Perhaps my personal favorite aspect was getting to hear the animals call and run like they would naturally. The lions growled and talked to each other. The wolves howled. The bobcats rolled in the grass. Every animal seemed contented and happy, even if his or her lives had not always been that way.

What was sad about the sanctuary is that it has to exist. It’s that more tigers are captive in Texas than in the wild. And that humans are the culprit. While I think baby tigers are adorable there is considerable ignorance. To think baby Baloo won’t turn into a giant bear in a few years. Animals also belong to their instincts. Look at even a house cat, less domesticated than dogs they can terrorize their homes and they’re between 8-20lbs imagine one at 300! Point being, animals deserve not to be mistreated over the selfish whims of people.

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Some of the animals had visible scars, yes scars, from their years of mistreatment while other showed signs of neglect. One obese tiger that as going through rehabilitation had been over fed and under exercised that it was shocking to see them in extra weight. I had never thought an obese tiger was a reality, but lo and behold.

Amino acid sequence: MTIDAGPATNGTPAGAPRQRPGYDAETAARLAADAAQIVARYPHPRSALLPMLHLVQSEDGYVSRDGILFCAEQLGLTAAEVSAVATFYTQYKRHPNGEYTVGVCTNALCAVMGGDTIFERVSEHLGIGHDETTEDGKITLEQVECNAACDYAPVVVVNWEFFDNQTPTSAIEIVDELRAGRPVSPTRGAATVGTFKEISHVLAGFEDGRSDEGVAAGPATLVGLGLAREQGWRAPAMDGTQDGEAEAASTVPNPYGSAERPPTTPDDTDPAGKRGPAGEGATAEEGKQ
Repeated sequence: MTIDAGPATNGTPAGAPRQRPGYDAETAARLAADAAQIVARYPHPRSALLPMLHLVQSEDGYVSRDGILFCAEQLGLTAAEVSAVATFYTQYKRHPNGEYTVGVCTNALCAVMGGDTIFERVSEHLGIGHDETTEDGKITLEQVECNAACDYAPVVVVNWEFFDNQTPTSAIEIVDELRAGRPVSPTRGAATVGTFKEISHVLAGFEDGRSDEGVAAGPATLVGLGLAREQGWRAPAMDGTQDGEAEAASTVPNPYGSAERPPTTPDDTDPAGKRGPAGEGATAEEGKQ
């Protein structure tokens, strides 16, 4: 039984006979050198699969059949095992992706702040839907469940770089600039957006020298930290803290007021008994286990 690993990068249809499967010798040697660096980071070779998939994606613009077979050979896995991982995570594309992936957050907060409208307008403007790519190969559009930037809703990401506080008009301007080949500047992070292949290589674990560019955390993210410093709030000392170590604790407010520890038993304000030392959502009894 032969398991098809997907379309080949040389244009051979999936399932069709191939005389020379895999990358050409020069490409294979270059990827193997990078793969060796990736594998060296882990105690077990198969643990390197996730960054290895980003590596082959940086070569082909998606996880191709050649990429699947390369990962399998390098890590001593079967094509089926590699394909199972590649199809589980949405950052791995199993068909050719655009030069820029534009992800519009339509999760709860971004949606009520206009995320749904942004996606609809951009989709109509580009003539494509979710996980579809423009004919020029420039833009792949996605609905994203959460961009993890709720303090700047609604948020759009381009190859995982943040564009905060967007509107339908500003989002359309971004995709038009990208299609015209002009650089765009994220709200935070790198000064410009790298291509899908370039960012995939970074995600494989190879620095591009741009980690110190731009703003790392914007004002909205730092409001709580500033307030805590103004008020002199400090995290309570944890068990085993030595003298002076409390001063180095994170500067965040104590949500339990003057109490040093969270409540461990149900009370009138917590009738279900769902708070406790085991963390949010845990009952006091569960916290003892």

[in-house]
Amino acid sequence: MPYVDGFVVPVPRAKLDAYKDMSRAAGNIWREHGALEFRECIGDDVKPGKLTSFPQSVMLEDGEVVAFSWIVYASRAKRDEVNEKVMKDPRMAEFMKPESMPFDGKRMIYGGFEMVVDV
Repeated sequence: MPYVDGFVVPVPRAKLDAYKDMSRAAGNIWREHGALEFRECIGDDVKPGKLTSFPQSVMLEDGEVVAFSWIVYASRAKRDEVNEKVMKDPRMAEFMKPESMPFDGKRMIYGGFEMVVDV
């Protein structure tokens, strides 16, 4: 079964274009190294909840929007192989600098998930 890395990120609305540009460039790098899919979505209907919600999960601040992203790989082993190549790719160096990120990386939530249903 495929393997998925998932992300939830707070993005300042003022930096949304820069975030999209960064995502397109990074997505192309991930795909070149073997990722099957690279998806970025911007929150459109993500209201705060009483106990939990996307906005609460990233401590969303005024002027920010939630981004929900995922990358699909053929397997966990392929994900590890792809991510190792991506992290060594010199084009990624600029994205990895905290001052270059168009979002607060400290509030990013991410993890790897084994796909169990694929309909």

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WAS3WAS1500Yet, trying to move past the sad, is the hope; that with patience, love, education, and action we can end these tragedies. The Wild Animal Sanctuary is changing minds and the world and I hope, if in the neighborhood, you will take the time to be humbled by animals being their natural, wonderful selves.

Happy Travels!